Travel2Much

Beach Lover
Jun 13, 2005
159
0
Hi there--I have been lurking here since after Ivan, but this is my first post. I bought a second house in SoWal last year, and so of course threads like this make me panic. For assorted reasons, I had to buy last year and since I was long term I figured that if I shopped wisely I could avoid the bubble. So, I bought a relatively inexpensive house in the Seacrest area (outrageously expensive by my standards, but inexpensive by SoWal standards), avoided condos, and avoided particularly any property by St. Joe, where there is clearly an outrageous bubble. I still don't know who pays 2.0 million for a "beach house" that is nearly a mile from the beach.
 

BrettMan

Beach Comber
Apr 15, 2005
34
0
Well said Kurt. That's exactly why I'm switching from a short-term to a long-term view. You have to adjust your style with market conditions and it's definitely time to start thinking long term. From that perspective, nothing on 30-A is a bad deal - even at today's prices - because if you plan on living in it, or renting it (and you can handle any negative cash flow as an investment) over the long term, you'll be in great shape.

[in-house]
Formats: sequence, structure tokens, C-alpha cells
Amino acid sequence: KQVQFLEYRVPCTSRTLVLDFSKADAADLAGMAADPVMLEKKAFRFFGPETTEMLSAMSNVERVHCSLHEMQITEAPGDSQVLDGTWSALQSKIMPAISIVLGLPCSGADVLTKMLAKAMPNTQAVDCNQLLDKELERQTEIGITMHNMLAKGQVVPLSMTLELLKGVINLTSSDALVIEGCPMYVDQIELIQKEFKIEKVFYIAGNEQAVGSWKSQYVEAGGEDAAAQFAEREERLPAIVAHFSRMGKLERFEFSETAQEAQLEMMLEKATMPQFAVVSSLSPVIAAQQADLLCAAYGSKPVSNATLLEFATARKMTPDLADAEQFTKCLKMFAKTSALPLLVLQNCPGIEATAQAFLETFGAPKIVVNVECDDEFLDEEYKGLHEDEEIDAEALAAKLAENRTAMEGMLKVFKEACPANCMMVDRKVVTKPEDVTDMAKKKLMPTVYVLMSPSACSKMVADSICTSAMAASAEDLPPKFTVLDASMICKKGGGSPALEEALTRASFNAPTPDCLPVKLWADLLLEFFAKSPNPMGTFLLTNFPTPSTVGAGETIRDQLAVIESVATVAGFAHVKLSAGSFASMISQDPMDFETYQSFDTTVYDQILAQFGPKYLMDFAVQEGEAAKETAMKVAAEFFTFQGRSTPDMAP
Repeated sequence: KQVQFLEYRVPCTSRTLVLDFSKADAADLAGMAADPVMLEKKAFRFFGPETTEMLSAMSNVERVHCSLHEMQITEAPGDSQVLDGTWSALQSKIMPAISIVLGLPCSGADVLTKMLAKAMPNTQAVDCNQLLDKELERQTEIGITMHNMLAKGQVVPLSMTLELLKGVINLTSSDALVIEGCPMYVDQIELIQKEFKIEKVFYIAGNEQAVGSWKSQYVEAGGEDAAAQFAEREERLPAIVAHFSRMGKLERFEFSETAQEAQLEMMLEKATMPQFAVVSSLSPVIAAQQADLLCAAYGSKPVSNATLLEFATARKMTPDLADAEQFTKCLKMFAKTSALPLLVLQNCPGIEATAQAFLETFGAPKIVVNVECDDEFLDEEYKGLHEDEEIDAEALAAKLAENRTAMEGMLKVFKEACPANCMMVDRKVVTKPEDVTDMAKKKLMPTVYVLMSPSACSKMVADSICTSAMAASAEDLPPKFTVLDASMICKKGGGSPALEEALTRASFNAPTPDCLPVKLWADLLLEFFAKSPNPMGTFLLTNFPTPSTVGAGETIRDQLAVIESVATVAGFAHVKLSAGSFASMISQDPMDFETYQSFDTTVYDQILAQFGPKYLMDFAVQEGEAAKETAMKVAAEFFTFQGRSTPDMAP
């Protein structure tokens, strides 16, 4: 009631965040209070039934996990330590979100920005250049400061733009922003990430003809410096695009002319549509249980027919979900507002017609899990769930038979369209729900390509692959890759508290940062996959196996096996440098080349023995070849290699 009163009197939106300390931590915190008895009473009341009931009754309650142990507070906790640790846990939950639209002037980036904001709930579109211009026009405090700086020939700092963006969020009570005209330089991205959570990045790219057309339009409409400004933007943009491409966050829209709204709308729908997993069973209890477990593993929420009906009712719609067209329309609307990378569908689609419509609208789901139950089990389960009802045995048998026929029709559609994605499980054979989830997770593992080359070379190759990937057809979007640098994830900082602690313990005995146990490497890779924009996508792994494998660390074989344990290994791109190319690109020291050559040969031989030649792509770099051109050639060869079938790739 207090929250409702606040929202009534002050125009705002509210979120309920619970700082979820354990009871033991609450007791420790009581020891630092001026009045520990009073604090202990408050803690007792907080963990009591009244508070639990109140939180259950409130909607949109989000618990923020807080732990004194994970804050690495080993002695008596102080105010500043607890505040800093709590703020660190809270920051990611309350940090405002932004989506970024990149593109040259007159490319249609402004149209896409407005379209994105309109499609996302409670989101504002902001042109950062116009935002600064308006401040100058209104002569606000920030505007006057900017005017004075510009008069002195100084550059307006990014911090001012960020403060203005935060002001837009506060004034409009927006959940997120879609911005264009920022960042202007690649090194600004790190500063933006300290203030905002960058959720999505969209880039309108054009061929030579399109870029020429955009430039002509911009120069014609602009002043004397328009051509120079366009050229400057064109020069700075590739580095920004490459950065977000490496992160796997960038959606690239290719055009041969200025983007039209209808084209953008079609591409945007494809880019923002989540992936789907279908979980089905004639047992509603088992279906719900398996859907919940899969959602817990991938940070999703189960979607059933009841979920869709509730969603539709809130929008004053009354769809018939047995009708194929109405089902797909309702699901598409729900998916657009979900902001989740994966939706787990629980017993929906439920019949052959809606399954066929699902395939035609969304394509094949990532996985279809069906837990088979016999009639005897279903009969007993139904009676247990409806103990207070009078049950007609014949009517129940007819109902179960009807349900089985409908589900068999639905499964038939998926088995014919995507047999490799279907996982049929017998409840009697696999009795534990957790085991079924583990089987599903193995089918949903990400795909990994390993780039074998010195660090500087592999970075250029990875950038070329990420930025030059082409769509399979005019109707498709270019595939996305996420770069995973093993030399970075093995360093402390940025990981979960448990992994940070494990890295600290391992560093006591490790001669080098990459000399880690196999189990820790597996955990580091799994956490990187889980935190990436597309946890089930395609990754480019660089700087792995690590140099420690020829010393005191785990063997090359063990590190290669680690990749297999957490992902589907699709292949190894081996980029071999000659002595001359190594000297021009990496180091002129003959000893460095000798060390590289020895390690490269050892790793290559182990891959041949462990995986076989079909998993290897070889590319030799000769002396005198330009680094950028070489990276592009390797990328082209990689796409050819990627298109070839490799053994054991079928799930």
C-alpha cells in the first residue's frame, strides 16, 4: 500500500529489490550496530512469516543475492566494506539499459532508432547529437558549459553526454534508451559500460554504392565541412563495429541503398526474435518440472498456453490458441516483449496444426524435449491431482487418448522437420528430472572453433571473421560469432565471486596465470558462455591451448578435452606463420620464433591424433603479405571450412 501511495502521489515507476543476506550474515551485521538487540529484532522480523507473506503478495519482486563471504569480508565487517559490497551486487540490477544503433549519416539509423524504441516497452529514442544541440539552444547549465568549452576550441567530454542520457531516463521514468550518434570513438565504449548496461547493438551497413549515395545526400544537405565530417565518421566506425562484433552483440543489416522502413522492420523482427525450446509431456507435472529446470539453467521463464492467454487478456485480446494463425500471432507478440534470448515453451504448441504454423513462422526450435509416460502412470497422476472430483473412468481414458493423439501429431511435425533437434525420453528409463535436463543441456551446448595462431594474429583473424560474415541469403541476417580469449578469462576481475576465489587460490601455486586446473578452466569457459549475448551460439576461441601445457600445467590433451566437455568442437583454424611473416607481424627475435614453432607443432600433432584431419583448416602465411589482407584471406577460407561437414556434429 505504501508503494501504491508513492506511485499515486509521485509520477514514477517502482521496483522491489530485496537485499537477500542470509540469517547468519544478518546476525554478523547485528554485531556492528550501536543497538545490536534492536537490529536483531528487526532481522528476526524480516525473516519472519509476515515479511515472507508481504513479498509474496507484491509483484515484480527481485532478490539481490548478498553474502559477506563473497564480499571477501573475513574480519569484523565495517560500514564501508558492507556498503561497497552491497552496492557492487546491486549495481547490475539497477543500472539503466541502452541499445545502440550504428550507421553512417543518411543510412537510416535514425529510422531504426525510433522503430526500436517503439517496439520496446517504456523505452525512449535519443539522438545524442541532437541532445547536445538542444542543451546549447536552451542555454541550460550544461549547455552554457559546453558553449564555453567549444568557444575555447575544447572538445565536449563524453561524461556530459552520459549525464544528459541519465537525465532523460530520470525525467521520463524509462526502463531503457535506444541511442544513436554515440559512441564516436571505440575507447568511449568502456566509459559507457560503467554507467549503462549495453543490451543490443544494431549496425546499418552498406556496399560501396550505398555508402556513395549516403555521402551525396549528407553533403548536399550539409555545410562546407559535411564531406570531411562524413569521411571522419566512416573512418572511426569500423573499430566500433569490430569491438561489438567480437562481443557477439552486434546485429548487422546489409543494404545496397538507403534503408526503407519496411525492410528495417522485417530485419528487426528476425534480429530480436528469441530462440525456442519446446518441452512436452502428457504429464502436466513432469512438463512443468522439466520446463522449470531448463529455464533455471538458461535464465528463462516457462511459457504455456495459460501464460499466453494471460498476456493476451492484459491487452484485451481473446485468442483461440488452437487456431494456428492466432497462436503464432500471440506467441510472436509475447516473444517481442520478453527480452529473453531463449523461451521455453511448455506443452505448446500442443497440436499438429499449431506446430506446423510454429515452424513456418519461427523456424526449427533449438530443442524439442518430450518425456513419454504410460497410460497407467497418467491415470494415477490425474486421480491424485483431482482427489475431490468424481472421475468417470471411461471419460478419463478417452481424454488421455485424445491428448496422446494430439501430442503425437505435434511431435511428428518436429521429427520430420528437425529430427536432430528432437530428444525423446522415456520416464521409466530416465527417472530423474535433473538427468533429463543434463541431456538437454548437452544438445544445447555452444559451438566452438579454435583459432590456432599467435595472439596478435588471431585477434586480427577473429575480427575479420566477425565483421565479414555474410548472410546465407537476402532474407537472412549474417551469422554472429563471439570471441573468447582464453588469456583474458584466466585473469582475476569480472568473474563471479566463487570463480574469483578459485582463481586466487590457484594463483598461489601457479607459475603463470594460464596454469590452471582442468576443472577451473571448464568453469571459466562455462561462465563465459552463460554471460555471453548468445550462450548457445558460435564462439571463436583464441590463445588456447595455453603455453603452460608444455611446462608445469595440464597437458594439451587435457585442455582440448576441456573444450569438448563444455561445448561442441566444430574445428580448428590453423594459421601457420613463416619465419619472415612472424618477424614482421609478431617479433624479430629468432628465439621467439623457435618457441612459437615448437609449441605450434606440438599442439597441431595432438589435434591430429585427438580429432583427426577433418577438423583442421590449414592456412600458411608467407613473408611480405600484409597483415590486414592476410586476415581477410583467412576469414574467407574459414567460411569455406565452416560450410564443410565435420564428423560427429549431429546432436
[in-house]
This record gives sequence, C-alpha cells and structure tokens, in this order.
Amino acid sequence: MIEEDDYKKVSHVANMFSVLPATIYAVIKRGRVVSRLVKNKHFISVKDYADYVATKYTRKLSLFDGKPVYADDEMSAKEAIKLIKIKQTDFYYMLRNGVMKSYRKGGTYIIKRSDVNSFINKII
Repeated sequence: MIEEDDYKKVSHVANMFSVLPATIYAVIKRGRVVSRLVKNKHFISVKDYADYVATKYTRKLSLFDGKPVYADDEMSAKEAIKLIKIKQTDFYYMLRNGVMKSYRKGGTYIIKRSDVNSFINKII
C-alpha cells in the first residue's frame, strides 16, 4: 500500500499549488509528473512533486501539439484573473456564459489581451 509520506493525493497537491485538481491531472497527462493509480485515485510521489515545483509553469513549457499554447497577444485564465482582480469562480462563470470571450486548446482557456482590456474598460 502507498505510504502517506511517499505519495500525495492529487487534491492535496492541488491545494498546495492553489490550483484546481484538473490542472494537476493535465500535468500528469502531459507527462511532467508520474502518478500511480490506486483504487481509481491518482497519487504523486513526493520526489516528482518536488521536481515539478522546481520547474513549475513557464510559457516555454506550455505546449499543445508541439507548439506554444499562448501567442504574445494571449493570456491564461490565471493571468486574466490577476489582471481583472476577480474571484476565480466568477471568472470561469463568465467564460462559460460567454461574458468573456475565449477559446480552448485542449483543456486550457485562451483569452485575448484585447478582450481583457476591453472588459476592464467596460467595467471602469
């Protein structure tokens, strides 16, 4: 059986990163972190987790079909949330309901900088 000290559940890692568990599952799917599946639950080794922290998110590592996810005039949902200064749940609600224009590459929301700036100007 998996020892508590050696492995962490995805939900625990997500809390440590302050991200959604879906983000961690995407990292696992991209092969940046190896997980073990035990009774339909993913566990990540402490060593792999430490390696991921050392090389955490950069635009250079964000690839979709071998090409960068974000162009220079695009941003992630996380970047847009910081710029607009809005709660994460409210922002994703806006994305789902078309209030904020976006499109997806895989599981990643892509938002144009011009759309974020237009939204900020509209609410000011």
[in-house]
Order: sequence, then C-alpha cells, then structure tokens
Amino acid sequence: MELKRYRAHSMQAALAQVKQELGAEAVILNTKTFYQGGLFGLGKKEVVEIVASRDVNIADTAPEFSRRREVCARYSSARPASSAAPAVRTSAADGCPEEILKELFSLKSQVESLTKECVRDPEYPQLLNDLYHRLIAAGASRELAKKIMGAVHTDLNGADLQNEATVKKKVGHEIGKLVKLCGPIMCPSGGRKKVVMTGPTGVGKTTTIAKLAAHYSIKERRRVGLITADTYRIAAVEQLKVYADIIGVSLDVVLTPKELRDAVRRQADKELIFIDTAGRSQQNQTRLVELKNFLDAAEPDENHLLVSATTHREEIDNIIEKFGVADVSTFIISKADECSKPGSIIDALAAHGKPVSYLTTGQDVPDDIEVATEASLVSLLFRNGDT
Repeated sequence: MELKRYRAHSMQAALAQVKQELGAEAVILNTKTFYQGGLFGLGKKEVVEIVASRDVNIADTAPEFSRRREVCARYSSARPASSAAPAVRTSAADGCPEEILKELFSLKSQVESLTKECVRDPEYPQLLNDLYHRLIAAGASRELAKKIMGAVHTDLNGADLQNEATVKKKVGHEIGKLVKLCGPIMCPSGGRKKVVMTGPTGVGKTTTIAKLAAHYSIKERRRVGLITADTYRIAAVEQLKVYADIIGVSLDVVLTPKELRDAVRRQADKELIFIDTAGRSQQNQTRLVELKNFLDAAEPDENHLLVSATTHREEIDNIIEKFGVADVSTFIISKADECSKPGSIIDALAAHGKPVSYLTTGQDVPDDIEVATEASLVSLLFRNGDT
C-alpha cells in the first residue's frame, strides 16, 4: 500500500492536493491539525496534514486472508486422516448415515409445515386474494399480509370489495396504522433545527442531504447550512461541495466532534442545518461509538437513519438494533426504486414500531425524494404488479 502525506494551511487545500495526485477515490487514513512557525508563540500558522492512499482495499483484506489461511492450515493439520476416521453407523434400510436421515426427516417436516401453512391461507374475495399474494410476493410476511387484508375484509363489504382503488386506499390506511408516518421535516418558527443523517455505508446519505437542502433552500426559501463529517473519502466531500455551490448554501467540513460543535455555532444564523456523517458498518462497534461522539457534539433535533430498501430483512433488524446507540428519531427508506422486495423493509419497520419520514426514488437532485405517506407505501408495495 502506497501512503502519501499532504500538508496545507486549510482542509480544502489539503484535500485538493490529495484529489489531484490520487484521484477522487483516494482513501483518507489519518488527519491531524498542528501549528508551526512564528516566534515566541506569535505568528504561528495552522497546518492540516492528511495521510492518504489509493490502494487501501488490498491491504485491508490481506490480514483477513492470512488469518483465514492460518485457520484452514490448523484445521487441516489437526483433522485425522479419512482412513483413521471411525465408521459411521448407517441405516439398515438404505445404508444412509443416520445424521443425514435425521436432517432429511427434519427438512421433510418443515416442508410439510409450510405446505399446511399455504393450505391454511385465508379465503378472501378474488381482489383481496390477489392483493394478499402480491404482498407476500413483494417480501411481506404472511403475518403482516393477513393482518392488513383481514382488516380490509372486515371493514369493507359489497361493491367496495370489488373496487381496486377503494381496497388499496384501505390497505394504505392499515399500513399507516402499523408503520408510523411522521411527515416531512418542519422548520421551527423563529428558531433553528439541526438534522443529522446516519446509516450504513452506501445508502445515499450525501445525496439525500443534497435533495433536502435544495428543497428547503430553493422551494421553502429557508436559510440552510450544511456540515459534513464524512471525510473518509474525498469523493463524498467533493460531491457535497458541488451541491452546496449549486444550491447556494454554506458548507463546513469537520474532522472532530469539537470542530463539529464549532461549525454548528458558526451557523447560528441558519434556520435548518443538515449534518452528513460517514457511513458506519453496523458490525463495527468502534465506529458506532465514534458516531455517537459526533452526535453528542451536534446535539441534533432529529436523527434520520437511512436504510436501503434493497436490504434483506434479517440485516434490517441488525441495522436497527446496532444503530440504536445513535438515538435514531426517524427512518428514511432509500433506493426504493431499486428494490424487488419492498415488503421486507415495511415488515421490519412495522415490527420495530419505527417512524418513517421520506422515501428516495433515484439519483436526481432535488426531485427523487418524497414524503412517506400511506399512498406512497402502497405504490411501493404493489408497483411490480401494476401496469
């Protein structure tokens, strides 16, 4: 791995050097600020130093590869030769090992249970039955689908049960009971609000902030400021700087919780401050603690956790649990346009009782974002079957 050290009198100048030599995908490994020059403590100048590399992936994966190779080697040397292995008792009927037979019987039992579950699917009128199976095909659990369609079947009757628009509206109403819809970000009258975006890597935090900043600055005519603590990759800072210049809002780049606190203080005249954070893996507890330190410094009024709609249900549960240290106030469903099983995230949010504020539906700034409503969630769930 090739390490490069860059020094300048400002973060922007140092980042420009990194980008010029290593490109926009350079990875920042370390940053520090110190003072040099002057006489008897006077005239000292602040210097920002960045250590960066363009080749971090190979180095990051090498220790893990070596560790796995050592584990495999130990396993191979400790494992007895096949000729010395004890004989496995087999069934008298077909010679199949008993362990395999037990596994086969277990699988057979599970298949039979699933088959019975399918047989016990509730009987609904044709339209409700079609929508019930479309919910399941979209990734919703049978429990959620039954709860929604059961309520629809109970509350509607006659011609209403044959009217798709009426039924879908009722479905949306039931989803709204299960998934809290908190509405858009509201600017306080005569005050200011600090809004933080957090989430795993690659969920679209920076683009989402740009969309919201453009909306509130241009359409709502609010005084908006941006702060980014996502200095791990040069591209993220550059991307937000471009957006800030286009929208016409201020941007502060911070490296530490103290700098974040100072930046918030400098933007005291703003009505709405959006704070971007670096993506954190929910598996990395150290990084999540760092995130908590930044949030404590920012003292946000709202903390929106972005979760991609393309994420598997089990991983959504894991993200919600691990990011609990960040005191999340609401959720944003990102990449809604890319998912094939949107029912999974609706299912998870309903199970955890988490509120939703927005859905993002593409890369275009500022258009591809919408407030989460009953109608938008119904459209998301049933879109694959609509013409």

Long term being 10+ years...
 

skier

Beach Lover
Mar 7, 2005
116
0
Fox,

I hope I am wrong on my predictions. To answer your question about falling prices, it depends on which prices you are talking about. Are you asking about the current prices people are asking and not getting or are you asking about the prices actually paid for property 6 months ago?